History was made on Saturday in Las Vegas as Canelo Alvarez moved up two divisions and finished light heavyweight titleholder Sergey Kovalev via 11th-round knockout.
Alvarez (53-1-2, 36 KOs) became just the fourth Mexican fighter to win titles in four weight divisions and became boxing’s only three-division simultaneous champion by adding to his unified middleweight crown and secondary belt at 168 pounds.
Let’s take a closer look at what we learned from not just Alvarez’s performance but the effort put forth by Kovalev (34-4-1, 29 KOs) leading up to the dramatic late stoppage. What does this mean for Canelo’s legacy, and what’s next for one of the best pound-for-pound fighters in the world?
1. Alvarez just might be the best boxer in the world: Debating pound-for-pound resumes is subjective enough in the sport, and we are already operating at a rare moment in time in which upwards of five active boxers hold a legitimate claim to the crown. But how can one seriously deny the success Alvarez is having regardless of the division he’s fighting in. Sure, on a straight comparison of the eye test, it wouldn’t be unthinkable to consider unified lightweight champion Vasiliy Lomachenko or unbeaten welterweight titleholder Terence Crawford as holding some kind of edge against Alvarez depending upon your taste.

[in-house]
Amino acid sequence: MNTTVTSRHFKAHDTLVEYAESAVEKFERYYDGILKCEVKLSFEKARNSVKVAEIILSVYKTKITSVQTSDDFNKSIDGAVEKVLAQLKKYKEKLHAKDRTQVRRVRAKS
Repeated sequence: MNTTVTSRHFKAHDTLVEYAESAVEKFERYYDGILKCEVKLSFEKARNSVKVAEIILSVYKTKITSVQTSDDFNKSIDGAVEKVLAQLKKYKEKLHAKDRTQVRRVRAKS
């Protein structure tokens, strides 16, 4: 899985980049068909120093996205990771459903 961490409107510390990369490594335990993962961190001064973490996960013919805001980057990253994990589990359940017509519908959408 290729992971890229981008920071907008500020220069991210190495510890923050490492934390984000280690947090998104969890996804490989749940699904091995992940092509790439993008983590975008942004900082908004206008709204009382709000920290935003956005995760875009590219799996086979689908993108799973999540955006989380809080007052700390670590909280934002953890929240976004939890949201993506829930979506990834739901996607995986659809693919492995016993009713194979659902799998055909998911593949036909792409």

But no one has had a similar 14-month stretch to the one that Alvarez is currently on right now by outpointing Gennady Golovkin in their all-action rematch to unify the middleweight crown, move up to 168 pounds to finish Rocky Fielding for a title and then come back to 160 pounds in May to unify against Daniel Jacobs in a strong performance. To add on his conquest of one of the sport’s most dangerous punchers in a division well north of his natural weight makes it difficult to ask anything more of Alvarez before giving him the nod.
2. Kovalev’s performance only added to Alvarez’s accomplishment: Although the final result of the younger, fresher Alvarez stopping the veteran champion in Kovalev was roughly what most oddsmakers and experts predicted, the journey to get there was anything but easy for the Mexican star. Alvarez may not have been facing prime “Krusher” at age 36, but it can be argued that Kovalev put forth the best of who he is at this point in his career on Saturday night. Although he never appeared to hurt Alvarez or establish himself as the bigger puncher, Kovalev did commit to his jab and a patient style of technical fighting that frustrated Alvarez at times and allowed the Russian champion to enter the championship rounds with a legitimate shot at winning the fight on the scorecards.